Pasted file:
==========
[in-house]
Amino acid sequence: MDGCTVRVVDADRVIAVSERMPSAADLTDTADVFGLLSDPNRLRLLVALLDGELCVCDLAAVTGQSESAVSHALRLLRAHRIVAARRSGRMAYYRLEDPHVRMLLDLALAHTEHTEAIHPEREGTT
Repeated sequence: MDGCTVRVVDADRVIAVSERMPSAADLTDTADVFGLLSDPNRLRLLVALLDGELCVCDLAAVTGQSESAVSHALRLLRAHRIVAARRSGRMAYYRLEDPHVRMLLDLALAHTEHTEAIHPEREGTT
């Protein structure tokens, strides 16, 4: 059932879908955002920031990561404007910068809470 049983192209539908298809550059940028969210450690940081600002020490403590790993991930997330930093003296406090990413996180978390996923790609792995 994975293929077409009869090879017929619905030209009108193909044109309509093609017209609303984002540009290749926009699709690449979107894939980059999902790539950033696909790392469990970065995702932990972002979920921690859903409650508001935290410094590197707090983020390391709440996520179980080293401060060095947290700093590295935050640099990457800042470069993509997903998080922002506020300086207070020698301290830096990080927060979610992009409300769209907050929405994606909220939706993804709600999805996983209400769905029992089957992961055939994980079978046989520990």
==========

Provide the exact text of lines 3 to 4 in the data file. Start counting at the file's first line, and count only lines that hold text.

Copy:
Repeated sequence: MDGCTVRVVDADRVIAVSERMPSAADLTDTADVFGLLSDPNRLRLLVALLDGELCVCDLAAVTGQSESAVSHALRLLRAHRIVAARRSGRMAYYRLEDPHVRMLLDLALAHTEHTEAIHPEREGTT
């Protein structure tokens, strides 16, 4: 059932879908955002920031990561404007910068809470 049983192209539908298809550059940028969210450690940081600002020490403590790993991930997330930093003296406090990413996180978390996923790609792995 994975293929077409009869090879017929619905030209009108193909044109309509093609017209609303984002540009290749926009699709690449979107894939980059999902790539950033696909790392469990970065995702932990972002979920921690859903409650508001935290410094590197707090983020390391709440996520179980080293401060060095947290700093590295935050640099990457800042470069993509997903998080922002506020300086207070020698301290830096990080927060979610992009409300769209907050929405994606909220939706993804709600999805996983209400769905029992089957992961055939994980079978046989520990």